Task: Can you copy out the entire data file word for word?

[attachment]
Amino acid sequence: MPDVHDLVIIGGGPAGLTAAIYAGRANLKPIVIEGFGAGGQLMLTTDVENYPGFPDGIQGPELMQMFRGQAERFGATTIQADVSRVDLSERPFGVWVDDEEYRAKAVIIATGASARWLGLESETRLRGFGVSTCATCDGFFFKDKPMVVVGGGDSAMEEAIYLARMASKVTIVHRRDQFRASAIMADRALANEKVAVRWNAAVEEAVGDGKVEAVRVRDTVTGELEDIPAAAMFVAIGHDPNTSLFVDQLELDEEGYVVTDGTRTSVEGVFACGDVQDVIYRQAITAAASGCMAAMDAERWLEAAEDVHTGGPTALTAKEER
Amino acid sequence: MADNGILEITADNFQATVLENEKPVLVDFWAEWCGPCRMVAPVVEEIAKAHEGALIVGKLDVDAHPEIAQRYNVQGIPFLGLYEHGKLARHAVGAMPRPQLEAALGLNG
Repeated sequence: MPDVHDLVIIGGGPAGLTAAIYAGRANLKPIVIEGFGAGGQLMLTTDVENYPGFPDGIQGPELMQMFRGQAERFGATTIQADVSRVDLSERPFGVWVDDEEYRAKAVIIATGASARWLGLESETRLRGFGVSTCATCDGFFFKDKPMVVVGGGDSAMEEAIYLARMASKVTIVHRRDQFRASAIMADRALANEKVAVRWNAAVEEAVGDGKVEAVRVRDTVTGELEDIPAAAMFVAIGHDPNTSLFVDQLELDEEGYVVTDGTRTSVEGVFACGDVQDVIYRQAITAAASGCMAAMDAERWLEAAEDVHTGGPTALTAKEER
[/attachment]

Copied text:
Amino acid sequence: MPDVHDLVIIGGGPAGLTAAIYAGRANLKPIVIEGFGAGGQLMLTTDVENYPGFPDGIQGPELMQMFRGQAERFGATTIQADVSRVDLSERPFGVWVDDEEYRAKAVIIATGASARWLGLESETRLRGFGVSTCATCDGFFFKDKPMVVVGGGDSAMEEAIYLARMASKVTIVHRRDQFRASAIMADRALANEKVAVRWNAAVEEAVGDGKVEAVRVRDTVTGELEDIPAAAMFVAIGHDPNTSLFVDQLELDEEGYVVTDGTRTSVEGVFACGDVQDVIYRQAITAAASGCMAAMDAERWLEAAEDVHTGGPTALTAKEER
Amino acid sequence: MADNGILEITADNFQATVLENEKPVLVDFWAEWCGPCRMVAPVVEEIAKAHEGALIVGKLDVDAHPEIAQRYNVQGIPFLGLYEHGKLARHAVGAMPRPQLEAALGLNG
Repeated sequence: MPDVHDLVIIGGGPAGLTAAIYAGRANLKPIVIEGFGAGGQLMLTTDVENYPGFPDGIQGPELMQMFRGQAERFGATTIQADVSRVDLSERPFGVWVDDEEYRAKAVIIATGASARWLGLESETRLRGFGVSTCATCDGFFFKDKPMVVVGGGDSAMEEAIYLARMASKVTIVHRRDQFRASAIMADRALANEKVAVRWNAAVEEAVGDGKVEAVRVRDTVTGELEDIPAAAMFVAIGHDPNTSLFVDQLELDEEGYVVTDGTRTSVEGVFACGDVQDVIYRQAITAAASGCMAAMDAERWLEAAEDVHTGGPTALTAKEER